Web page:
DEGNATS: Can you, can you explain that? Is it that you felt a comfort, a surrender-

HAMILTON: Comfort-

DEGNATS: An answer, what?


HAMILTON: Well, I'll tell you, one of the most helpful -- this might sound preachy, but it's been helpful to me. What's the most helpful way of thinking about the way God works in our lives has been by a minister, theologian, pastor, and professor named John Claiborn. He talks about the way God works in our life, and he talks about three ways. And I'll be very quick.

DEGNATS: Take your time.

HAMILTON: God sometimes creates a miracle, so he does the out of the ordinary. Sometimes he collaborates with the oncologist, he collaborates with the reproductive endocrinologist or he collaborates with the cardiologist. Or whatever. There are other ways he collaborates in our lives. And so the third way, which is so helpful to me, is that he gives us sufficient grace to live by 29:00faith. Which means that he could create a miracle, but for whatever reason he -- no miracle happens; he could collaborate, but for whatever reason collaboration doesn't happen, but he gives us faith-he gives us sufficient grace -- you know, Paul said my grace is sufficient. You know, Paul said -- this is a biblical image and very powerful for me and very important to my own journey. Is that Paul prayed for something that irritated him; what scripture says is that it is a thorn in the flesh. And he prayed three times, the scripture says, and the answer was: my grace is sufficient. So, part of my experience in my own life, and part of my experience which is so rich, with couples and families and 30:00individuals that I work with, is how do we walk by faith, in a way that we can live life by faith, when life doesn't really make sense.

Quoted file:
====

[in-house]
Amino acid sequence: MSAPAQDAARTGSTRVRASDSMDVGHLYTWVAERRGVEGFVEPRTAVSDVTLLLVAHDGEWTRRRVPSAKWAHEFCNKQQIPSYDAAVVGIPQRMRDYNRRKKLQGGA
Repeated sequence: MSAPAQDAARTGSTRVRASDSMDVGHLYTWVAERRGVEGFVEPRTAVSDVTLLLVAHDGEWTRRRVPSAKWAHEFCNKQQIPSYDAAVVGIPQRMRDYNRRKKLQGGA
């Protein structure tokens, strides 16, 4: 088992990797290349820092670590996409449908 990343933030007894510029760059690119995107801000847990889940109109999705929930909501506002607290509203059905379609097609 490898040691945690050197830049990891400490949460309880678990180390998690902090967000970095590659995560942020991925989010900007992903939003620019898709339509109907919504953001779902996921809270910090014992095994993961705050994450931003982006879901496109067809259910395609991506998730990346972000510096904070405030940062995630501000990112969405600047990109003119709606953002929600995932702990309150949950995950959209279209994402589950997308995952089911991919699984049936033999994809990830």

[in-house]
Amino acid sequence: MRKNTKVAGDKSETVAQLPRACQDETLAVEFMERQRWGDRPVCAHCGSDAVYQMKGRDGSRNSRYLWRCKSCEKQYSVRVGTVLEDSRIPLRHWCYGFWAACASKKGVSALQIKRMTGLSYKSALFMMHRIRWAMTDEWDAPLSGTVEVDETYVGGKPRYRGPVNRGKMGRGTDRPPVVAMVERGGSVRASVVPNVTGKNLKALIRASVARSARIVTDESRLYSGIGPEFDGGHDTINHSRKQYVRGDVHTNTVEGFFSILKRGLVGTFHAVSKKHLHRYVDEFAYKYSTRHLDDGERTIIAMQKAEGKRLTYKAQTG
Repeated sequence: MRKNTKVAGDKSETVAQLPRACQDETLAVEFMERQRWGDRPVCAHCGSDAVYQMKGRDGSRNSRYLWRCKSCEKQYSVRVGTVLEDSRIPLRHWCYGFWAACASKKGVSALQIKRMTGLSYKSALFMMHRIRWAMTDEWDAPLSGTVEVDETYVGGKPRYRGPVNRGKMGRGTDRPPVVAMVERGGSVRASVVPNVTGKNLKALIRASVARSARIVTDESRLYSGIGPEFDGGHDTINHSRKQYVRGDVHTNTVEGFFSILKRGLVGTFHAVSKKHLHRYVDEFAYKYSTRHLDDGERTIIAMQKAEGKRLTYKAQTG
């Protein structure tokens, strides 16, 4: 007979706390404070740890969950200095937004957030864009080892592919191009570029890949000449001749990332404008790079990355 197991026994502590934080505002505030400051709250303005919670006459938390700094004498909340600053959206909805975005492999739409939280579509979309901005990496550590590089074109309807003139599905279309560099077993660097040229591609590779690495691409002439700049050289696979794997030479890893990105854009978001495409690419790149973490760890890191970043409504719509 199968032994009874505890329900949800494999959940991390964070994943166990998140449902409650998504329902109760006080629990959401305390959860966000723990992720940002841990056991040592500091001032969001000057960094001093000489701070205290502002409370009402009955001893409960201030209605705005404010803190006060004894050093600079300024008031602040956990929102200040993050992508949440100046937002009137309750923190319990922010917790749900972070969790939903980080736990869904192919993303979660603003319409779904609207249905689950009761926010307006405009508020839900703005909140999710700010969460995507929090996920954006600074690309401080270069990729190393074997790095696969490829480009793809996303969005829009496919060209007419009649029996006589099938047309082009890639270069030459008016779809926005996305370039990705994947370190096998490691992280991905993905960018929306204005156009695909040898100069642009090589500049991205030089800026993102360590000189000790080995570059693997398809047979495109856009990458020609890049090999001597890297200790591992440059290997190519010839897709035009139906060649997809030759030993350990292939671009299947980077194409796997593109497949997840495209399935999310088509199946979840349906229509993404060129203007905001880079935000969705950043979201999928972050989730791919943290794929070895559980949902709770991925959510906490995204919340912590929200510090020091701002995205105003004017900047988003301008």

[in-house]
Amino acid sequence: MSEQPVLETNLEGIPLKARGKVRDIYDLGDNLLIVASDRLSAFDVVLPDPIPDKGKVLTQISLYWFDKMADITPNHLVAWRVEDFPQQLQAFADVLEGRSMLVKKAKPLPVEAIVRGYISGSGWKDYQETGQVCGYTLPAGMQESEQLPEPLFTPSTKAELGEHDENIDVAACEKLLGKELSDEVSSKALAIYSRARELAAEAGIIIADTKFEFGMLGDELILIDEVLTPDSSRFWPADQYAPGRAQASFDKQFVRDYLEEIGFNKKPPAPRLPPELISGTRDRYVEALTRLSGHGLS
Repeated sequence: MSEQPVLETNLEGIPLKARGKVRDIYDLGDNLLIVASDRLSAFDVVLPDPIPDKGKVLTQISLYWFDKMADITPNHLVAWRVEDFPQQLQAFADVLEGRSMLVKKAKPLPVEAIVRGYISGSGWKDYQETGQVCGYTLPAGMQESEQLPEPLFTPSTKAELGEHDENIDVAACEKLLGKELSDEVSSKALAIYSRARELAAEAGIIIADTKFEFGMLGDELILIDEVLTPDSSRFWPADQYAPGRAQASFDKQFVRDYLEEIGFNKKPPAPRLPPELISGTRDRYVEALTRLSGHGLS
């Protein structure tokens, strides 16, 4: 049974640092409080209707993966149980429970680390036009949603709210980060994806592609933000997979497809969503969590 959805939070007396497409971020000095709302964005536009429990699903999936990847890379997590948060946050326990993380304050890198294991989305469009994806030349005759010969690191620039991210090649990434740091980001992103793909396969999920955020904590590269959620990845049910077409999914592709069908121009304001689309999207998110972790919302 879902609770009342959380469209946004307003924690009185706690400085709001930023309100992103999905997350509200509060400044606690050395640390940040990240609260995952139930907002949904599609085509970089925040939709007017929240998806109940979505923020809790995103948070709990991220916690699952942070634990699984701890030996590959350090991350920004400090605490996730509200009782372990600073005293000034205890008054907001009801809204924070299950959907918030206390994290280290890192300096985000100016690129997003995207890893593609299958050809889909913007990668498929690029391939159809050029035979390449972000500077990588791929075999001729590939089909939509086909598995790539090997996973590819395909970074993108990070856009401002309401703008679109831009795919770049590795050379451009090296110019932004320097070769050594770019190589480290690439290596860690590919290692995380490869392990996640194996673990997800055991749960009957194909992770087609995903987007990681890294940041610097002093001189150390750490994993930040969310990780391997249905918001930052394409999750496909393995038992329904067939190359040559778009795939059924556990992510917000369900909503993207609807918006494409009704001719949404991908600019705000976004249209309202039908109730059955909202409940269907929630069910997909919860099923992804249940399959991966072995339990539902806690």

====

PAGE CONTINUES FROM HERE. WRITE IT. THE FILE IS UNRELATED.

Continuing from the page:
DEGNATS: Are you saying, I'm just trying to clarify, are you saying the having faith that this is the will of God, or just having faith that for whatever reason you are infertile, you will be able to go on. Do you see a distinction there?